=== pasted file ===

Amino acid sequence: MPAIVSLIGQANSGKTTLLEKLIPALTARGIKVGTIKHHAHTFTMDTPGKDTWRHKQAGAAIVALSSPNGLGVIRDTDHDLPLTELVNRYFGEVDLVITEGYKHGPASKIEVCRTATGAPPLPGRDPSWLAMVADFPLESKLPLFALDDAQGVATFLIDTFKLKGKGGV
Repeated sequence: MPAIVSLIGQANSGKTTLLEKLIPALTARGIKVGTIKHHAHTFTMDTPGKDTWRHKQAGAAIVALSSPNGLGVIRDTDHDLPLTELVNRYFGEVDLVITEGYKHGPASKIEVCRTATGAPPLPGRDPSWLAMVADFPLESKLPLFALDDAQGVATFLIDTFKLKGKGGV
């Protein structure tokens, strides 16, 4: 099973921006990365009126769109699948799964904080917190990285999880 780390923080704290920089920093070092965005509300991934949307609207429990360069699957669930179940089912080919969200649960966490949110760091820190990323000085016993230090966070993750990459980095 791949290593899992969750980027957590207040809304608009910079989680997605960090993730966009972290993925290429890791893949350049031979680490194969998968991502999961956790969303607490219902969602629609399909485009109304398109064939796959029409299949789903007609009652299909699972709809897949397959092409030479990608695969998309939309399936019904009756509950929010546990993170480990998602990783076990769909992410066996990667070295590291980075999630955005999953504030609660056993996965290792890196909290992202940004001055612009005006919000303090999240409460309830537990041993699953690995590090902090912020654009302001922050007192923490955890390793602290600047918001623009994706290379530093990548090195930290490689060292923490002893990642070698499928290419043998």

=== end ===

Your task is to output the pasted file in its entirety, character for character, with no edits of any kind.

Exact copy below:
Amino acid sequence: MPAIVSLIGQANSGKTTLLEKLIPALTARGIKVGTIKHHAHTFTMDTPGKDTWRHKQAGAAIVALSSPNGLGVIRDTDHDLPLTELVNRYFGEVDLVITEGYKHGPASKIEVCRTATGAPPLPGRDPSWLAMVADFPLESKLPLFALDDAQGVATFLIDTFKLKGKGGV
Repeated sequence: MPAIVSLIGQANSGKTTLLEKLIPALTARGIKVGTIKHHAHTFTMDTPGKDTWRHKQAGAAIVALSSPNGLGVIRDTDHDLPLTELVNRYFGEVDLVITEGYKHGPASKIEVCRTATGAPPLPGRDPSWLAMVADFPLESKLPLFALDDAQGVATFLIDTFKLKGKGGV
């Protein structure tokens, strides 16, 4: 099973921006990365009126769109699948799964904080917190990285999880 780390923080704290920089920093070092965005509300991934949307609207429990360069699957669930179940089912080919969200649960966490949110760091820190990323000085016993230090966070993750990459980095 791949290593899992969750980027957590207040809304608009910079989680997605960090993730966009972290993925290429890791893949350049031979680490194969998968991502999961956790969303607490219902969602629609399909485009109304398109064939796959029409299949789903007609009652299909699972709809897949397959092409030479990608695969998309939309399936019904009756509950929010546990993170480990998602990783076990769909992410066996990667070295590291980075999630955005999953504030609660056993996965290792890196909290992202940004001055612009005006919000303090999240409460309830537990041993699953690995590090902090912020654009302001922050007192923490955890390793602290600047918001623009994706290379530093990548090195930290490689060292923490002893990642070698499928290419043998």